directed by Robert Wise
screenplay by Nelson Gidding
after the novel by Shirley Jackson (1959)
The book was better, but was the movie any good? I think it was, but in a weaker way. The biggest problem with the book was that it wasn’t perfect, so to speak – it was trying for an effect of carefully controlled atmosphere, but there were little gaps and irregularities in the cloth. Maybe the more eccentric choices were all intentional, but they still tended to dilute the spell, and the spell would seem to be the whole point. The movie suffered from the same problem, but moreso. We’re there for the atmosphere, so every time we have to think “that came off a little odd; oh well, I’m going to be a good sport and go along with it…” the experience falls a notch.
Was it that the movie had aged poorly? Not particularly, though it’s definitely full of dated mannerisms in the writing and staging. In the movie, dialogue that in the book had seemed atmospherically peculiar just seemed clumsy and unlikely. Maybe there’s just something more self-assured about text on a page that helps it age better. Or maybe, as I suspect, this movie was always clunkier than the book.
The score was by Humphrey Searle – whom you may know as the “S” in Franz Liszt’s “19 Hungarian Rhapsodies, S. 244” et al. – and while a good deal of the music was interesting on its own terms, it was a bad score that, I think, hurt the movie considerably. This movie could make an excellent case study in the difference between incidental music and independent music – rather than adding to the effect of the visual, Searle consistently describes it, as though he’s writing for radio. As we’re being shown several “forbidding” shots of the house, meant to convey the immediate aversion of our heroine upon her arrival, we hear a little discordant fanfare figure in each shot. The music here emphasizes the artifice of the editing, and comments on the significance of the shots, rather than contributing to the feeling of the scene – good way to bring a viewer out of the moment. Furthermore, when Searle does try for scary effects, he doesn’t have a good sense of which avant-gardisms “sound” and which just come off like an orchestra doing something weird. All too often this music registers to the viewer as “some kind of weird music,” because of the distracting trombone-iness and harp-iness of what’s going on, if you know what I mean. Stravinsky talked about wanting to write for violin in a way that captured its inherent “violin-iness” (okay, so he didn’t use that word – I’m just saying that real composers care about this concept) – and that’s exactly the sort of writing that shouldn’t be employed in incidental music. The effect is everything; the means should be invisible, or at least ignorable.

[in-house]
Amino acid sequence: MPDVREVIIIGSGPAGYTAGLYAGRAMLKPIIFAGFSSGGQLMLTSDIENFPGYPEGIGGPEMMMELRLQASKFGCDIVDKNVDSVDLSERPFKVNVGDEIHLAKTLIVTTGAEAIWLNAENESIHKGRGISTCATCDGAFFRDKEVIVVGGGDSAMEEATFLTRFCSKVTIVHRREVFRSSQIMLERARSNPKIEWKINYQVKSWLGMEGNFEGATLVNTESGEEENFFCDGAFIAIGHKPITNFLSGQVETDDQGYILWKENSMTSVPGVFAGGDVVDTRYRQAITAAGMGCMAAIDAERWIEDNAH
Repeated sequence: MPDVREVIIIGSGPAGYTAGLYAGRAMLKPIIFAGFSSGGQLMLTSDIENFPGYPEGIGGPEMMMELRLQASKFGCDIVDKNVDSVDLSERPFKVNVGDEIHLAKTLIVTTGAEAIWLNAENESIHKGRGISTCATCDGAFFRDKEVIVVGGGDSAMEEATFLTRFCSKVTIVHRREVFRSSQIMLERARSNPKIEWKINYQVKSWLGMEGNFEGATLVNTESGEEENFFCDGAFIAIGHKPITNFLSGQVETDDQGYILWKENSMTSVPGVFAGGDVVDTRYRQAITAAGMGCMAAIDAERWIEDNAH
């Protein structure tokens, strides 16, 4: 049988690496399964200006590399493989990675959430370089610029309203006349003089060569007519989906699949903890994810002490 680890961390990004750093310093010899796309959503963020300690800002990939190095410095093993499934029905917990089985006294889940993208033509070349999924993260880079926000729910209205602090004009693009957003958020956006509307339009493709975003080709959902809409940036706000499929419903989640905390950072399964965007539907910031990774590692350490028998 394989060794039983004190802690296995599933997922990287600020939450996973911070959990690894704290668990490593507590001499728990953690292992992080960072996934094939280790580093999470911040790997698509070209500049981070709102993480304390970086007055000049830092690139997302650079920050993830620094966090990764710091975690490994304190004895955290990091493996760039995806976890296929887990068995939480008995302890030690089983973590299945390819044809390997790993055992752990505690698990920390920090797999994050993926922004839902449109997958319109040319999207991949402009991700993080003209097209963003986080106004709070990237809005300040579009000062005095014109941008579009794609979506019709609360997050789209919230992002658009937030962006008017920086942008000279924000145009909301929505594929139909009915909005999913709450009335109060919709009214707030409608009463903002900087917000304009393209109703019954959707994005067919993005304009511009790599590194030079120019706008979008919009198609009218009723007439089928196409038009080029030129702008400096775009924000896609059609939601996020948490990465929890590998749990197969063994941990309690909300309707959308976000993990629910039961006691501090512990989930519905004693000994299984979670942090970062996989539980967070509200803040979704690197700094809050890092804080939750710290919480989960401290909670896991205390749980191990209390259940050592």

That said, I like his main theme* – it very successfully captures what the book is going for, I think – and wish he had known better how to deploy it.
The black and white looks great and the sets, costumes and location are nicely done, especially considering that the book relies so heavily on the reader’s imagination to make this stuff more unnerving than any actual image could ever be. The book is about feeling upset and scared while looking at very mild things – so the movie has a very hard task, since the viewer is much more likely to feel the way any normal person would feel, looking at, say, a wall. I think Robert Wise did a fine job in his struggle against that problem; I admire the scene that’s just a shot of the wall. In fact there are a lot of striking, well-shot, pleasantly eerie visuals throughout. But turning insinuations into actual imagery is still an uphill battle and the movie doesn’t exactly make it to the top.